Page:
On August 24, 1992, Hurricane Andrew came ashore just south of Miami, passing directly across Biscayne National Park with maximum sustained winds of 141 miles per hour (227 km/h), with gusts to 169 mph (272 km/h). The storm surge was up to 17 ft (5.2 m) above mean sea level. It was a compact Category 5 hurricane on the Saffir-Simpson Hurricane Scale. Biscayne Bay was affected by bottom scouring and turbidity and with damage to its fringes of mangrove forest. Leakage from damaged boats and marinas polluted the bay with fuel, with discharges continuing for nearly a month after the hurricane's passage. A commemorative plaque was placed at the Dante Fascell Visitor Center in 2002 to commemorate the human and environmental cost of Andrew, and to celebrate the area's recovery from the storm's effects. The inscription reads in part:
On Monday, August 24, 1992, at 4:30 a.m., the eye wall of Hurricane Andrew passed over this point before striking Homestead and southern Miami-Dade County.
The Fowey Rocks light station transmitted weather data with winds peaking at a two-minute wind speed of 127 knots (235 km/h) and a gust to 147 knots (272 km/h) before the station ceased transmitting, presumably due to damage from stronger gusts. The strongest part of the eyewall had not reached Fowey Rocks when it stopped transmitting.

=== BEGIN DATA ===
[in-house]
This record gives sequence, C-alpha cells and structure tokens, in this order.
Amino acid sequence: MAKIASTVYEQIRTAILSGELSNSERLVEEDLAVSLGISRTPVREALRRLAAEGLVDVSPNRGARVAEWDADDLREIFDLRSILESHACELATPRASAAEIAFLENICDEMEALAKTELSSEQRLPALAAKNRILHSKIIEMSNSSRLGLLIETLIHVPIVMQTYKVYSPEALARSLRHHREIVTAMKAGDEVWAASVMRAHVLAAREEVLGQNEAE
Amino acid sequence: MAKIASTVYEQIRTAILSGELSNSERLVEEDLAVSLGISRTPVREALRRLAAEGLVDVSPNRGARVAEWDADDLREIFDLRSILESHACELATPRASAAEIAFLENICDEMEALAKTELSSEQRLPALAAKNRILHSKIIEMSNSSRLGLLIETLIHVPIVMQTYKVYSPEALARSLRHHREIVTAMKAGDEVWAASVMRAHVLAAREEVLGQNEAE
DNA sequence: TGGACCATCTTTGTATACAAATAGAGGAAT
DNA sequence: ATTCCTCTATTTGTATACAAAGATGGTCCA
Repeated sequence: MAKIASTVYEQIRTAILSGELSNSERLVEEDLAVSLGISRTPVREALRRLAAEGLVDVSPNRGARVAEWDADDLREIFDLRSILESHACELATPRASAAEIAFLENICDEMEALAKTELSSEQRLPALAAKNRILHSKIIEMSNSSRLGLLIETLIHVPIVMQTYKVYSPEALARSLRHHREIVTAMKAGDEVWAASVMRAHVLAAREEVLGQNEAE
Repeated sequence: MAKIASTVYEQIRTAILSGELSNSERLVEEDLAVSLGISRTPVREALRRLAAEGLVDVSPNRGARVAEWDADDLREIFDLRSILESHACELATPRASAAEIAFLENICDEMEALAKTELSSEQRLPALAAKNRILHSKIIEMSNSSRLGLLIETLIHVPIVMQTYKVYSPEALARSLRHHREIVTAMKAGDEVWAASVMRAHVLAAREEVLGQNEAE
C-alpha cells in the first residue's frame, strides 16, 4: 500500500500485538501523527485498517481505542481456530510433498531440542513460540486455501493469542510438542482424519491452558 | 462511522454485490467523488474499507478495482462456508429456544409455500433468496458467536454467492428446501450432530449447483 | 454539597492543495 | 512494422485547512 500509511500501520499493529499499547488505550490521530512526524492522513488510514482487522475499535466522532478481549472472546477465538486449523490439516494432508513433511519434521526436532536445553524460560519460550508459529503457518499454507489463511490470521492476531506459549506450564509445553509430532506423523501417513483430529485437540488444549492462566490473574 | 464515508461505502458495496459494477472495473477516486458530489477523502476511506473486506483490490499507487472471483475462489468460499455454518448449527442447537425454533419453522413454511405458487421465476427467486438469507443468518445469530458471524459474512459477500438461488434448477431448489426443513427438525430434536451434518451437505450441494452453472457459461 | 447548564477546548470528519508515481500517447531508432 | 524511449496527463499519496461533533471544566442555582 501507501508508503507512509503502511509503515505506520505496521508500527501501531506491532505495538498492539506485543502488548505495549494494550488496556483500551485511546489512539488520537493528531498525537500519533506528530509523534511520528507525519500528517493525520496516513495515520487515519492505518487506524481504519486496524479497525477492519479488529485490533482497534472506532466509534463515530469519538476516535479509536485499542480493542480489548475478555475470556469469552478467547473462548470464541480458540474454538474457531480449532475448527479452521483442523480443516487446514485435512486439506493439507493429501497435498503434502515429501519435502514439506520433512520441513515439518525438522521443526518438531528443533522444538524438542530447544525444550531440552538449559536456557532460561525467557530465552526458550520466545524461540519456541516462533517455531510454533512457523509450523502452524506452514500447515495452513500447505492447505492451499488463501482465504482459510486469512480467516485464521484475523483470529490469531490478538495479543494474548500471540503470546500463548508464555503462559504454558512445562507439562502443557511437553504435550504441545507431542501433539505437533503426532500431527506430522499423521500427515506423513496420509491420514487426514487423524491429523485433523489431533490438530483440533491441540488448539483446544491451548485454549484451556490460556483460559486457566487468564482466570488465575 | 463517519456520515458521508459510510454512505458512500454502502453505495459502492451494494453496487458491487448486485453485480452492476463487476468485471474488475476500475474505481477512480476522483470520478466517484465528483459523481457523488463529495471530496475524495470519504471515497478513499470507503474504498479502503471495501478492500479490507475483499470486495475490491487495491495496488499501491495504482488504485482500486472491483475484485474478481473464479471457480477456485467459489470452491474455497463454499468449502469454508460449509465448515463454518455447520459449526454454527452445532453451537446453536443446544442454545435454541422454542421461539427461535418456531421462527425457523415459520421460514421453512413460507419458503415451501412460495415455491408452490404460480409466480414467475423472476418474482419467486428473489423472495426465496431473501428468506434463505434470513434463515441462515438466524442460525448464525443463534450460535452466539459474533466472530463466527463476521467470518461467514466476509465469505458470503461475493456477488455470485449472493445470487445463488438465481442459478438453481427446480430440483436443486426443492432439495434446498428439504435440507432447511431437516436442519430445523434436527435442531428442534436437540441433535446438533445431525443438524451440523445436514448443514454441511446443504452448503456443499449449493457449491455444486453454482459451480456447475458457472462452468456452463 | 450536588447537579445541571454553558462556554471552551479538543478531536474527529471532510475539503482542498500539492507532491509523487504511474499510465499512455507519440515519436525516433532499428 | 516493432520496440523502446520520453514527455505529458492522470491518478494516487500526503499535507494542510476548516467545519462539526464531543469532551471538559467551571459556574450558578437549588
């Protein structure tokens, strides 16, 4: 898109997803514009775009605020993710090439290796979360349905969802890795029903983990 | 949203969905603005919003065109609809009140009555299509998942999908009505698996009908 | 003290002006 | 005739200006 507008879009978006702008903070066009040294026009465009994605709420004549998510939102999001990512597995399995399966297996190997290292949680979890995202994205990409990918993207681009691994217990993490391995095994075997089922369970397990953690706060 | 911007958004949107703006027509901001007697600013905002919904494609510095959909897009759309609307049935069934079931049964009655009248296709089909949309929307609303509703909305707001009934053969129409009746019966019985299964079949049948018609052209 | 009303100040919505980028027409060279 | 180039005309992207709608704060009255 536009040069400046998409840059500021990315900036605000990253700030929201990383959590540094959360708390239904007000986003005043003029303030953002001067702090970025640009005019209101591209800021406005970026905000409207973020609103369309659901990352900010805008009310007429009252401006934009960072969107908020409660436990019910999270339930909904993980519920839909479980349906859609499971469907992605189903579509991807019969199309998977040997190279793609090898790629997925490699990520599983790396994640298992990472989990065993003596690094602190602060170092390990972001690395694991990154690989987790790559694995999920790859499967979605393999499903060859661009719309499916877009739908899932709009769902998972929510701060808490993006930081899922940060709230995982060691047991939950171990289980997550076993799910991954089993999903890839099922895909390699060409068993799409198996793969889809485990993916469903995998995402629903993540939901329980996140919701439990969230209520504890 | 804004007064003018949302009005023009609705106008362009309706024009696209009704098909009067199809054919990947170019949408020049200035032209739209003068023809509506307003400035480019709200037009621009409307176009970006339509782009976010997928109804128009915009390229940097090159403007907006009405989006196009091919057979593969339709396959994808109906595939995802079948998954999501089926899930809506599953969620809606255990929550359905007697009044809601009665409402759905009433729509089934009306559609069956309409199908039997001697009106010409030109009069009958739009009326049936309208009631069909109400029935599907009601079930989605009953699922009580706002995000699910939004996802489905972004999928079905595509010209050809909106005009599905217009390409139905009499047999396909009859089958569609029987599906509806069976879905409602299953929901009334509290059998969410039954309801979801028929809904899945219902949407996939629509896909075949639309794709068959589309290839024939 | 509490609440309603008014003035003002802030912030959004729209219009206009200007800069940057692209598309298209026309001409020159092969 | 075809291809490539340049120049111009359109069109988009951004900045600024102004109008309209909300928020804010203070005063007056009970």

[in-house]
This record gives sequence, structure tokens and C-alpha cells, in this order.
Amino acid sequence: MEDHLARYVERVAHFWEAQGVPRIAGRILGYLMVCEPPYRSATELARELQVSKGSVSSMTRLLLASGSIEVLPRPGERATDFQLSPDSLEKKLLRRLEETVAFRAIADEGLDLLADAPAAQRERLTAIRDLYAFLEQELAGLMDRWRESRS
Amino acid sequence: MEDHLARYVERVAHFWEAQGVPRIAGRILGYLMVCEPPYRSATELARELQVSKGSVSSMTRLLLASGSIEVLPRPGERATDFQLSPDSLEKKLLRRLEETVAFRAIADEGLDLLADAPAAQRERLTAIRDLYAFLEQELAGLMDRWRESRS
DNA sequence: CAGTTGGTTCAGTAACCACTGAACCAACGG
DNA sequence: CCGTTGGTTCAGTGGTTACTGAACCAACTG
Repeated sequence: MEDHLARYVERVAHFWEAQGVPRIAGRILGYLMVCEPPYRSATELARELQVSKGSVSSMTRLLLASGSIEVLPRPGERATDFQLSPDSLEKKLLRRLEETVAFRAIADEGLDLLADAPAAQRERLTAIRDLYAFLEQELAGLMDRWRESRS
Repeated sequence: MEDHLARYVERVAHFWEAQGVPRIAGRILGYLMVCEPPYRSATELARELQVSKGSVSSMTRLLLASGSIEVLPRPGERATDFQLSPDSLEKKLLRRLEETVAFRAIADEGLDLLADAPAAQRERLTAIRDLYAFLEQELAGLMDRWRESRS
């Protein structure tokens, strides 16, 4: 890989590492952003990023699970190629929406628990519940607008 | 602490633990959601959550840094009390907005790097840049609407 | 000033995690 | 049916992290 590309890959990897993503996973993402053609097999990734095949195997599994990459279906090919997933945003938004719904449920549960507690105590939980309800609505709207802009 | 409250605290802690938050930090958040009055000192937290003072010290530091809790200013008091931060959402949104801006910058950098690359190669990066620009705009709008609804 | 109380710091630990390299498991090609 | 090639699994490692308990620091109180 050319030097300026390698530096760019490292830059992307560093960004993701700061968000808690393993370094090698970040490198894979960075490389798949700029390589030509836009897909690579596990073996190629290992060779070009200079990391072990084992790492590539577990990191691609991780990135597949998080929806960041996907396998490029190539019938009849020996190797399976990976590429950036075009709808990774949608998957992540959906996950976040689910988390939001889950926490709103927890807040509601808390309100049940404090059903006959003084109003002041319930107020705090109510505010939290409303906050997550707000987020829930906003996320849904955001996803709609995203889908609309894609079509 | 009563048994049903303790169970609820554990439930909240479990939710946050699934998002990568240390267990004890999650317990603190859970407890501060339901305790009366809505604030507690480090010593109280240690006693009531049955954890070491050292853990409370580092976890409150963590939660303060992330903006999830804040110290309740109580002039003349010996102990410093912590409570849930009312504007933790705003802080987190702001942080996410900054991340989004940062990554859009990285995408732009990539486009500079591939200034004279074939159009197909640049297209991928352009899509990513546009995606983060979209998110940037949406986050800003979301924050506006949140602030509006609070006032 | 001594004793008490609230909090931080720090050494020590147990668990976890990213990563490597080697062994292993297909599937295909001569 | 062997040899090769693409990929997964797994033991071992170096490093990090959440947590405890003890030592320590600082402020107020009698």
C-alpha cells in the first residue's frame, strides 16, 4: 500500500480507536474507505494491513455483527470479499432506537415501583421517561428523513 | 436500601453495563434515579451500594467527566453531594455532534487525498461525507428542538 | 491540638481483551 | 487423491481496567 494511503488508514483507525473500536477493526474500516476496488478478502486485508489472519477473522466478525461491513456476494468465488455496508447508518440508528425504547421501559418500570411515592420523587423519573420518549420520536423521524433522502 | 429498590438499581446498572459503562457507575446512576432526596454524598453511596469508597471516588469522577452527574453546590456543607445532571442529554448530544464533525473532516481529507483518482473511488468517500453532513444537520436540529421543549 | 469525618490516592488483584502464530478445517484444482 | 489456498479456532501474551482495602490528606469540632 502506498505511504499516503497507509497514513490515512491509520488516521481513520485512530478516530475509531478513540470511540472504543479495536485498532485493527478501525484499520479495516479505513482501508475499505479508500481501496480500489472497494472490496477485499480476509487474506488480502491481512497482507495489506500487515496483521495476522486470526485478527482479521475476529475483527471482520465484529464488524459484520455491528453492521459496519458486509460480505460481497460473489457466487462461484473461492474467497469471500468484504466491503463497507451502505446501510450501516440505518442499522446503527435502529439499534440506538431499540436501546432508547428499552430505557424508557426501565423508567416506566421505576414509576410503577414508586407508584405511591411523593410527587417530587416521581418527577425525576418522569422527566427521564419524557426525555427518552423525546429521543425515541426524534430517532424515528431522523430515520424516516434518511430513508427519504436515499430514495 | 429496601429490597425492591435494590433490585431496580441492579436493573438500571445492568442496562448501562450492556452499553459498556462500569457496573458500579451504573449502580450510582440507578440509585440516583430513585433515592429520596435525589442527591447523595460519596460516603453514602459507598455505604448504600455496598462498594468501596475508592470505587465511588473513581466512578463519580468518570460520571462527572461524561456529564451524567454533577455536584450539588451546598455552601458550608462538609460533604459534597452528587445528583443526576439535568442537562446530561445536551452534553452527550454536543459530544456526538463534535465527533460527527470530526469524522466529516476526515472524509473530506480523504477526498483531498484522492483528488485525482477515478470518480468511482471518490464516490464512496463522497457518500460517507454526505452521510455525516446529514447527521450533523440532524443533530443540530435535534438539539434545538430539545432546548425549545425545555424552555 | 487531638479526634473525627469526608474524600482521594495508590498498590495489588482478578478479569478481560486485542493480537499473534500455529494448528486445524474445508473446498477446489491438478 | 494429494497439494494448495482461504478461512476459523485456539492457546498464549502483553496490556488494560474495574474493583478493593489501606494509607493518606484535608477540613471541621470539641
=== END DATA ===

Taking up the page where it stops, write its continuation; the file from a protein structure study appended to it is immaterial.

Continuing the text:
Since all park lands are no more than a few feet above sea level, they are vulnerable to rising sea levels. Park Service studies project that much of the park's land area will be lost in the next two hundred years. Sea level in Biscayne Bay is projected to rise between 3 and 7 inches (8 and 18 cm) by 2030, and 9 to 24 inches (23 to 61 cm) by 2060. A sea level rise of 3 to 6 inches (8 to 15 cm) is projected to increase saltwater intrusion into the Biscayne Aquifer. Higher rises will make the southern Everglades a saltwater marsh, altering the ecology of the region.